20. Robert C. Feenstra & Matthew D. Shapiro, 2003. "Scanner Data and Price Indexes," NBER Books, National Bureau of Economic Research, Inc, number feen03-1, December.
    21. Hal R. Varian, 2014. "Big Data: New Tricks for Econometrics," Journal of Economic Perspectives, American Economic Association, vol. 28(2), pages 3-28, Spring.
    22. repec:bla:revinw:v:60:y:2014:i::p:s449-s471 is not listed on IDEAS
    Full references (including those not matched with items on IDEAS)

    Citations

    Citations are extracted by the CitEc Project, subscribe to its RSS feed for this item.
    as


    Cited by:

    1. Alberto Cavallo, 2017. "Are Online and Offline Prices Similar? Evidence from Large Multi-channel Retailers," American Economic Review, American Economic Association, vol. 107(1), pages 283-303, January.
    2. repec:eee:ecmode:v:67:y:2017:i:c:p:88-101 is not listed on IDEAS
    3. repec:eee:intfor:v:34:y:2018:i:2:p:225-234 is not listed on IDEAS
    4. repec:spr:izalpo:v:6:y:2017:i:1:d:10.1186_s40173-017-0083-3 is not listed on IDEAS
    5. Markus Dertwinkel-Kalt & Mats Köster, 2017. "Salience and Online Sales: The Role of Brand Image Concerns," CESifo Working Paper Series 6787, CESifo Group Munich.
    6. Davide Pettenuzzo & Riccardo Sabbatucci & Allan Timmermann, 2018. "High-frequency Cash Flow Dynamics," Working Papers 120, Brandeis University, Department of Economics and International Businesss School.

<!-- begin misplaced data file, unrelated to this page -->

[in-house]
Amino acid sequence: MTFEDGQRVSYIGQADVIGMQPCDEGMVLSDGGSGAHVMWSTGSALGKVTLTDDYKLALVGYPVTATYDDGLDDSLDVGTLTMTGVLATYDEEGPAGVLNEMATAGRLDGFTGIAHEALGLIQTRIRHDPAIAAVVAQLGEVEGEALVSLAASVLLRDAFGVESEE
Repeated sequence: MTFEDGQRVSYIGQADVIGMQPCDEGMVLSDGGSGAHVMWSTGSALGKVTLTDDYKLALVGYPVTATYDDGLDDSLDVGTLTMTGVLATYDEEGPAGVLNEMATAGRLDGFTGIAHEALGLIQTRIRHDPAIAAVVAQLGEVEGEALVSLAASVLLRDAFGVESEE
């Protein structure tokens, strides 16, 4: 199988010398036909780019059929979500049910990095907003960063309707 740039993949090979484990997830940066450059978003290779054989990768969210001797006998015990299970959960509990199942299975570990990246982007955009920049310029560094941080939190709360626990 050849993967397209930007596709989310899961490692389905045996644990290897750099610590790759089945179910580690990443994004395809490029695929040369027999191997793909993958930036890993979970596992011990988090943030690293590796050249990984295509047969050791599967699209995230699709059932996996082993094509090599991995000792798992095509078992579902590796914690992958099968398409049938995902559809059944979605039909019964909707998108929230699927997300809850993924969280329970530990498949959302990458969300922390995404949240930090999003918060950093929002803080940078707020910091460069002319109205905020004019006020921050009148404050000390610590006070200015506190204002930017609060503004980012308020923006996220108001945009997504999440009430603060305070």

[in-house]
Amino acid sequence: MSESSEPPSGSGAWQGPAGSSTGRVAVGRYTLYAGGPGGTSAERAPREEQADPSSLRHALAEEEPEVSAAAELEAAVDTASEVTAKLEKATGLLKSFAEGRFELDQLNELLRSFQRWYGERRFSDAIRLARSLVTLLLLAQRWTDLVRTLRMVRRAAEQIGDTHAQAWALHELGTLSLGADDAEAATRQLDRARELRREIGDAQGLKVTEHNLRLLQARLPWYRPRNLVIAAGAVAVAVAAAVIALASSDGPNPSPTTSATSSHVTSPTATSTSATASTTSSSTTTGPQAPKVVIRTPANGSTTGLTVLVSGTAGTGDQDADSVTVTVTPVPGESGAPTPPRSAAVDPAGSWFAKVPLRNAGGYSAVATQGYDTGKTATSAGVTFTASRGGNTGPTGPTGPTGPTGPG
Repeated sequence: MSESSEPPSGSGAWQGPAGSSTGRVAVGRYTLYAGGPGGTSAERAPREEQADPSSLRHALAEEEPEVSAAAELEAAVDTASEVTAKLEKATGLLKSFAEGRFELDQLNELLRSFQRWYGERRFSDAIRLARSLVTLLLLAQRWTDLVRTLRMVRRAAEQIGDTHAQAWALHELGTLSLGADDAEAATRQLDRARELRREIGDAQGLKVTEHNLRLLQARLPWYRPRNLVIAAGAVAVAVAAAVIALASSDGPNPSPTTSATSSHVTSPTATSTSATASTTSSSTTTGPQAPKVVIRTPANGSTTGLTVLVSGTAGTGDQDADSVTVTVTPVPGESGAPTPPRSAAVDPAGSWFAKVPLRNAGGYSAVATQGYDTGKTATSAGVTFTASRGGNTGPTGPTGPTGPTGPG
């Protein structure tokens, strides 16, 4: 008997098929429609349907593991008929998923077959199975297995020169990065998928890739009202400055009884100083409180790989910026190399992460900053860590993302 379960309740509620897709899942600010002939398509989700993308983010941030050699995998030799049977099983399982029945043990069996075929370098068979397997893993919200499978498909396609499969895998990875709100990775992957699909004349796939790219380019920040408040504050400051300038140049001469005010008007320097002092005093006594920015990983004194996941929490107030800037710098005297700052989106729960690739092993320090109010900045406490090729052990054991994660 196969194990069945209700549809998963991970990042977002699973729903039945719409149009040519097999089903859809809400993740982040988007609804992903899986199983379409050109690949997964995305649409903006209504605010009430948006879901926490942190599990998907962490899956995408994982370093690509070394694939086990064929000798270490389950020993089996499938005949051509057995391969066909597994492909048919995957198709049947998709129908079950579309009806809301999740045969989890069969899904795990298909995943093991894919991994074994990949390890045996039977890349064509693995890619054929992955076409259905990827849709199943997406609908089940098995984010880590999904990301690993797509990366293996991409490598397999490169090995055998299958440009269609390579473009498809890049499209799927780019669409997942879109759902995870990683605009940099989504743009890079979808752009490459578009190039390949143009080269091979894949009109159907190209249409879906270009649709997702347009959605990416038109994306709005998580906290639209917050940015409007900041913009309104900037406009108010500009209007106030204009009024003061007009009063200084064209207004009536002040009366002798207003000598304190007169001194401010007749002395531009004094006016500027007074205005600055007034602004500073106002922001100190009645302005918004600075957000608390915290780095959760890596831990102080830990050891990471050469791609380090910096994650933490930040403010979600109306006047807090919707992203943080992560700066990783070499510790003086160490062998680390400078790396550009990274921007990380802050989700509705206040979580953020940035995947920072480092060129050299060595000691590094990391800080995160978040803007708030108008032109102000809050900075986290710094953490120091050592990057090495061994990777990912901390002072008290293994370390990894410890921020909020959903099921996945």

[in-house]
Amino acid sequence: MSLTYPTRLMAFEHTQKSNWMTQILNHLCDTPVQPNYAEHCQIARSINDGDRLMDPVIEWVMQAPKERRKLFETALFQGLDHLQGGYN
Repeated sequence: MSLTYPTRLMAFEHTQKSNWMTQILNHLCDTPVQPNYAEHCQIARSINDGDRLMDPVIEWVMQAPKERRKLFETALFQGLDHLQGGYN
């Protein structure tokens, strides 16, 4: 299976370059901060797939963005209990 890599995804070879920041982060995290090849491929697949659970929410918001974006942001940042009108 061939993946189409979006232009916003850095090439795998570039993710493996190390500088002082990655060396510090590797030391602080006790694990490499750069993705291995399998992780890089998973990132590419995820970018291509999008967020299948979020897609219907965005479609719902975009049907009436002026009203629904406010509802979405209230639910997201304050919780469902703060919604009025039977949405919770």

7. repec:eee:appene:v:205:y:2017:i:c:p:453-464 is not listed on IDEAS
    8. Yanele Nyamela & Vasilios Plakandaras & Rangan Gupta, 2018. "Frequency-Dependent Real-Time Effects of Uncertainty in the United States: Evidence from Daily Data," Working Papers 201833, University of Pretoria, Department of Economics.
    9. repec:aea:jecper:v:31:y:2017:i:2:p:187-210 is not listed on IDEAS
    10. Antonakakis, Nikolaos & Cunado, Juncal & Gil-Alana, Luis A. & Gupta, Rangan, 2016. "Is inflation persistence different in reality?," Economics Letters, Elsevier, vol. 148(C), pages 55-58.
    11. Daruich, Diego & Kozlowski, Julian, 2018. "Retail Prices: New Evidence From Argentina," Working Papers 2018-10, Federal Reserve Bank of St. Louis.
    12. repec:spr:jbuscr:v:14:y:2018:i:1:d:10.1007_s41549-018-0024-2 is not listed on IDEAS
    13. Beatrice D. Scheubel & Andrea Tafuro & Benjamin Vonessen, 2018. "STIGMA? WHAT STIGMA? A Contribution to the Debate on the Effectiveness of IMF Lending," CESifo Working Paper Series 7036, CESifo Group Munich.
    14. Nadim Ahmad & Paul Schreyer, 2016. "Are GDP and Productivity Up to the Challenges of the Digital Economy?," International Productivity Monitor, Centre for the Study of Living Standards, vol. 30, pages 4-27, Spring.